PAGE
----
VMware breaks into new market after buying Zimbra
VMware on Tuesday said it is acquiring Zimbra from Yahoo, extending VMware's reach beyond system virtualization.
Zimbra is the largest provider of open source e-mail and collaboration software, with 55 million mailboxes. Its technology is used in numerous hosted e-mail platforms including Yahoo Mail as well as the hosted services from Comcast and NTT Communications.
Zimbra's open source e-mail and calendaring solution is also available to enterprises as virtual appliances and is used by Bechtel Corp., Digg.com and Stanford University, among others, said VMware CTO Steve Herrod in a blog post.
VMware intends to offer Zimbra as an alternative e-mail solution to Microsoft Exchange Server. The company will offer Zimbra through its vSphere family of virtual appliances.
"The Zimbra virtual appliance will automatically benefit from the built-in VMware vSphere scalability, availability and security services," Herrod noted. "We see this on-premise virtual appliance distribution and deployment model as a very simple yet effective approach for providing employees with collaboration capabilities, especially for small and medium-sized businesses."
VMware has temporarily taken the Zimbra virtual appliance off the market with plans to release an upgraded version shortly, Herrod said.
Zimbra changing hands was much needed for both Yahoo and VMware, said Burton Group analyst Bill Pray. Yahoo had acquired Zimbra over two years ago with the goal of offering enterprise services but failed to execute a viable enterprise business, Pray said. Google has had greater success in penetrating the enterprise market for e-mail and collaboration services, as have Cisco, IBM and Oracle, he said.
VMware, which already offers Exchange Server on vSphere, can now offer Zimbra as an alternative, Pray said. "It gives them the opportunity to have that discussion. How successful they will be will depend on how fast Microsoft can take that away from them by developing their Hyper-V technology even further over time, and also how much they can break out of the mold as this being an infrastructure play and not being a provider of communications and collaboration services."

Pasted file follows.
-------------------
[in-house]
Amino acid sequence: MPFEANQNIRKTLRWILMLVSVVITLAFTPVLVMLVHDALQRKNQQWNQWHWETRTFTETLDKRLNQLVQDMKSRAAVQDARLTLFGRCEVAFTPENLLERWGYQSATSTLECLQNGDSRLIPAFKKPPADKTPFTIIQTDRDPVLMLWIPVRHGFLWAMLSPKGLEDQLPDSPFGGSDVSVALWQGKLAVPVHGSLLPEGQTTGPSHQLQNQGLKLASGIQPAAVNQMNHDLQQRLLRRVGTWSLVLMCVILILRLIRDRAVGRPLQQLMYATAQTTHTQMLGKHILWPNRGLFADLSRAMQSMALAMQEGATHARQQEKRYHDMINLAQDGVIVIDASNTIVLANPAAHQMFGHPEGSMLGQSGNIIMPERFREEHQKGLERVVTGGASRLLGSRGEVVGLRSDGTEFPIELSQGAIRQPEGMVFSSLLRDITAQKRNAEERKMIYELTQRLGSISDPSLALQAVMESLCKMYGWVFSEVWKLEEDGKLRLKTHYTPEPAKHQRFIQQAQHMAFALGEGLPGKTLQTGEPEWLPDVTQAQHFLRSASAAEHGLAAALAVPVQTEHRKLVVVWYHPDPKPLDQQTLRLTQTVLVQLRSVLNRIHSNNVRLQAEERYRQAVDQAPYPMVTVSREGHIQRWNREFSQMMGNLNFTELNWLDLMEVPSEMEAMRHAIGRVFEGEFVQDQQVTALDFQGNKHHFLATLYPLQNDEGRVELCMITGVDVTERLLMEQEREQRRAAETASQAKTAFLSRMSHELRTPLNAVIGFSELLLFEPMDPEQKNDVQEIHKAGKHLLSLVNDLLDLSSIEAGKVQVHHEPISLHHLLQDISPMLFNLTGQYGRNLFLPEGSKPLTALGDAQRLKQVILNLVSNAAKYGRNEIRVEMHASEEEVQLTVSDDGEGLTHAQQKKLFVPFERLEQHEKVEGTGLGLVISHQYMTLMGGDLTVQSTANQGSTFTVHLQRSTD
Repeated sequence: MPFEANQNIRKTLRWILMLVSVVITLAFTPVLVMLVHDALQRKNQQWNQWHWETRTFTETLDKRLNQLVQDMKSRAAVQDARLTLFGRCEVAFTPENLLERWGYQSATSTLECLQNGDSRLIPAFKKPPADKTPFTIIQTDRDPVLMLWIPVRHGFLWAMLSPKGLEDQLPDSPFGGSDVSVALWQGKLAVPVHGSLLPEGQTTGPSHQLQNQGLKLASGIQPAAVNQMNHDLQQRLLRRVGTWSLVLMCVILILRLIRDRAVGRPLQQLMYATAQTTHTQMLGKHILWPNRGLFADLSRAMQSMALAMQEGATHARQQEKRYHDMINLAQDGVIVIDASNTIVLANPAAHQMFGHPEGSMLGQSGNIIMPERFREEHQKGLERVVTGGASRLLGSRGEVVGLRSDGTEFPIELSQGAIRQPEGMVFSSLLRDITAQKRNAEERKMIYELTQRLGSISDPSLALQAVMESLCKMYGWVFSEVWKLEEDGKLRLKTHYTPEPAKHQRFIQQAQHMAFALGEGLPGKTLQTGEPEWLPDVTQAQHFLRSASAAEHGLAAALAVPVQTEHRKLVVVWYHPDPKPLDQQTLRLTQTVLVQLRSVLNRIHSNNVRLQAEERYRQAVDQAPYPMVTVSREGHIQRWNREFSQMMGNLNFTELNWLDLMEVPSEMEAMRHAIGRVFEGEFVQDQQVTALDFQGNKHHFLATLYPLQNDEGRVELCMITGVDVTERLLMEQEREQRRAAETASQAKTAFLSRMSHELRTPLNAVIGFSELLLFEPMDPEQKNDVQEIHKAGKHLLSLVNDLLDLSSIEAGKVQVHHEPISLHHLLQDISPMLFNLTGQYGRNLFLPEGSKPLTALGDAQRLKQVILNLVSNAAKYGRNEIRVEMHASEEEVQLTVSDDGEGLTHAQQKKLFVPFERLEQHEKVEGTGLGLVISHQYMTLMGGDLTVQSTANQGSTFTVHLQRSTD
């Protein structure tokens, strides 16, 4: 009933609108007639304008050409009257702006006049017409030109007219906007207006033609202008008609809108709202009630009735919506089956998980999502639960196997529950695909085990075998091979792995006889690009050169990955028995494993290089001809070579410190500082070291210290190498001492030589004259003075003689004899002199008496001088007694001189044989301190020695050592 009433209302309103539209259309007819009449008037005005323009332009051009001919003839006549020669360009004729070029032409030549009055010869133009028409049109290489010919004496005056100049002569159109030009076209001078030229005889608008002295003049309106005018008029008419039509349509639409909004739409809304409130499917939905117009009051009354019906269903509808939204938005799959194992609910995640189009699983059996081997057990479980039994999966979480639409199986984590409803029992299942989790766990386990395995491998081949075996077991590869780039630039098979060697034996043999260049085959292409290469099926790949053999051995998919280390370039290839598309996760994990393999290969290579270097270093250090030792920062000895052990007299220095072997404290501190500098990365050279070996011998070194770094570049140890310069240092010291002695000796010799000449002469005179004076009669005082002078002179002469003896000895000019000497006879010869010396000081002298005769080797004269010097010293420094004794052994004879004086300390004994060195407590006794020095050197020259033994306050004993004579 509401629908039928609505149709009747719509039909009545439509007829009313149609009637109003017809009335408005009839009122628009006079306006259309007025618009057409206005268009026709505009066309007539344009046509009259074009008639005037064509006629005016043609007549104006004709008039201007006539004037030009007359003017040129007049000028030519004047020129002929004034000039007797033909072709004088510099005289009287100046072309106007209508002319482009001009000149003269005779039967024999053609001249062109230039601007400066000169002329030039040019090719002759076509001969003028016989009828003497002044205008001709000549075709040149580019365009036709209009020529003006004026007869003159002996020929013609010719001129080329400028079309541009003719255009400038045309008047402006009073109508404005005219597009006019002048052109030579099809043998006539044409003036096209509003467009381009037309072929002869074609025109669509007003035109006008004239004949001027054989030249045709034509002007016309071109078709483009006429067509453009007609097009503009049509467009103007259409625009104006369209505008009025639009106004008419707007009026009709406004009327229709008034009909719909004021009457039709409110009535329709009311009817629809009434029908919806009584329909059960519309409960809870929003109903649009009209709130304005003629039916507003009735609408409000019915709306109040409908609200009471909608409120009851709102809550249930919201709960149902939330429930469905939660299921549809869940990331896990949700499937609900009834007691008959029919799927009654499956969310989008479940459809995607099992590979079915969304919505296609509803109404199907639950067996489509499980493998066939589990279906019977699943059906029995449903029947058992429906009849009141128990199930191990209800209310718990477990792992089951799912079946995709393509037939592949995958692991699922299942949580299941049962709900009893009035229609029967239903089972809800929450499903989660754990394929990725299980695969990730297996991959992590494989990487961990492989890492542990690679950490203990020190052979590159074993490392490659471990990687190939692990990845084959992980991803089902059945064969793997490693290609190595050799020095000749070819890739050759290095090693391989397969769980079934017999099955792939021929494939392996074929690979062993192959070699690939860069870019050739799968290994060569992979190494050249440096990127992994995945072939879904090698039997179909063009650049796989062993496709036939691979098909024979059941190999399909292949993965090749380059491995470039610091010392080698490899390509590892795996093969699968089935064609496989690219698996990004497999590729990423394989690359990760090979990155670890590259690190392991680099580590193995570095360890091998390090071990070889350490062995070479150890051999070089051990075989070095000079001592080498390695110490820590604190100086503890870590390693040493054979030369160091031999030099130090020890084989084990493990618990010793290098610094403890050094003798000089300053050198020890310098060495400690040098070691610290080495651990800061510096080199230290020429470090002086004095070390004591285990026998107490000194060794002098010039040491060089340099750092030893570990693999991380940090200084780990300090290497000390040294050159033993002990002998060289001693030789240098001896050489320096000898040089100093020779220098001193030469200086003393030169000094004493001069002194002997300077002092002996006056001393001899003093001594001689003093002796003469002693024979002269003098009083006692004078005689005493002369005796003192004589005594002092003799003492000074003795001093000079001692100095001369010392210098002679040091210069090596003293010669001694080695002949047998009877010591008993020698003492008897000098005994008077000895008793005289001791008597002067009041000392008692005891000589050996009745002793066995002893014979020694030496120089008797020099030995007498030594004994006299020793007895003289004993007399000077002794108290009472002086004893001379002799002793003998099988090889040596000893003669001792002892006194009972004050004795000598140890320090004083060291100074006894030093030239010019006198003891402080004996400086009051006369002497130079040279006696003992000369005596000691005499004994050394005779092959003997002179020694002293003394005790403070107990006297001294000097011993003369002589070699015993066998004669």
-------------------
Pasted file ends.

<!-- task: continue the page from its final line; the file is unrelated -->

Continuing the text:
VMware also sees Zimbra as an opportunity to offer cloud-based e-mail and calendaring services as an option to online alternatives such as Microsoft's Business Productivity Online Standard Suite (BPOS), Redmond's e-mail and collaboration solution consisting of Exchange Online, SharePoint Online, Live Meeting and Office Communications Online.
VMware may have the opportunity to capitalize on the grievances of Microsoft partners over recent BPOS price cuts. "I suspect that is what VMware is banking on, some of that partner discontent, to leverage some of those partners, bring them over and have them sell Zimbra instead of Exchange," Pray said.
But the issue with that is as Microsoft grows the Exchange Online business and competes against IBM, Cisco and Google, that there will be economics of scale that vendors can recognize. "By hosting millions of mailboxes, which will drive their costs down and continue to drive price points down, it will be very difficult for the smaller partners to compete in hosted e-mail in any kind of effective manner, particularly at an enterprise scale because they won't be able to get to that same price point as Microsoft," Pray said.
Despite the acquisition, Herrod said VMware intends to continue offering vSphere for Exchange Server. That makes sense, Pray said, given that many who are going to stick with Exchange will still prefer VMware's virtualization offerings – at least until Hyper-V reaches parity. That's not expected to happen this year, however, Pray said. "VMware can build off the fact that they're in many, many enterprises. And in actuality, when Exchange is virtualized, it most commonly is virtualized on VMware."
Jeffrey Schwartz is executive editor of Redmond Channel Partner and an editor-at-large at Redmond magazine, affiliate publications of Government Computer News.